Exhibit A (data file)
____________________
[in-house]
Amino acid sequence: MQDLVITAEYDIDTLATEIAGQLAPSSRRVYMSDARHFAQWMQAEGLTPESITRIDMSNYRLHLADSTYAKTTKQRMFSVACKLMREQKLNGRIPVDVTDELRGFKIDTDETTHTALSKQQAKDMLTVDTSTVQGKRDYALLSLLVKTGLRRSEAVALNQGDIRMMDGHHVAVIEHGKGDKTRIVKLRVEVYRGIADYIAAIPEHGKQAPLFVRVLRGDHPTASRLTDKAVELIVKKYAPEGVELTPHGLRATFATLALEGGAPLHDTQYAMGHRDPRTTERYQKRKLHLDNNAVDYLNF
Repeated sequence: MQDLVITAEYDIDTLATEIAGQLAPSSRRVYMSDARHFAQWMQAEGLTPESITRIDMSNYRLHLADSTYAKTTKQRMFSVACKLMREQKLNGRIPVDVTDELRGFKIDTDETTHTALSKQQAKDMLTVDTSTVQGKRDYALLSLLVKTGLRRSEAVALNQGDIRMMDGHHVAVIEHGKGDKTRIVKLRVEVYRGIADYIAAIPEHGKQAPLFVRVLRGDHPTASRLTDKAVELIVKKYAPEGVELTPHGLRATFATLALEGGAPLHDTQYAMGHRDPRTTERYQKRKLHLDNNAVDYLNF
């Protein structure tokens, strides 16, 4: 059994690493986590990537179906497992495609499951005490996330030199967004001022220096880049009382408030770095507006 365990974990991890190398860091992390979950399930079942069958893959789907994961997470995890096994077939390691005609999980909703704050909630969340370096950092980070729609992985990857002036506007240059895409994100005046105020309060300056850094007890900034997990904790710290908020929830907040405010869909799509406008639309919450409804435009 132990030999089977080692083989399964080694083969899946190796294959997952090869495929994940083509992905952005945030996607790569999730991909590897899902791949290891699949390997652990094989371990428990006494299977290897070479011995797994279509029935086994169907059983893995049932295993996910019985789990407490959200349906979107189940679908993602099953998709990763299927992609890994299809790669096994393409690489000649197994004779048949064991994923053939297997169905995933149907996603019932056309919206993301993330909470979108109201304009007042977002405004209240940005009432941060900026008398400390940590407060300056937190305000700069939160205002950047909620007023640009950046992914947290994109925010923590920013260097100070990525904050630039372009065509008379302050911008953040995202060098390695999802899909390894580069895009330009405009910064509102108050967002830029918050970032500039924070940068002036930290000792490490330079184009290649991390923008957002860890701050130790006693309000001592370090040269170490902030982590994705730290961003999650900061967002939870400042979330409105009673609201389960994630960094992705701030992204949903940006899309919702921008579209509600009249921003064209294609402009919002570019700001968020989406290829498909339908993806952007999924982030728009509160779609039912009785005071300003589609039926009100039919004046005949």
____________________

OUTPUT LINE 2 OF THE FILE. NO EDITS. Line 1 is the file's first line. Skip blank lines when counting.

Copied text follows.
Amino acid sequence: MQDLVITAEYDIDTLATEIAGQLAPSSRRVYMSDARHFAQWMQAEGLTPESITRIDMSNYRLHLADSTYAKTTKQRMFSVACKLMREQKLNGRIPVDVTDELRGFKIDTDETTHTALSKQQAKDMLTVDTSTVQGKRDYALLSLLVKTGLRRSEAVALNQGDIRMMDGHHVAVIEHGKGDKTRIVKLRVEVYRGIADYIAAIPEHGKQAPLFVRVLRGDHPTASRLTDKAVELIVKKYAPEGVELTPHGLRATFATLALEGGAPLHDTQYAMGHRDPRTTERYQKRKLHLDNNAVDYLNF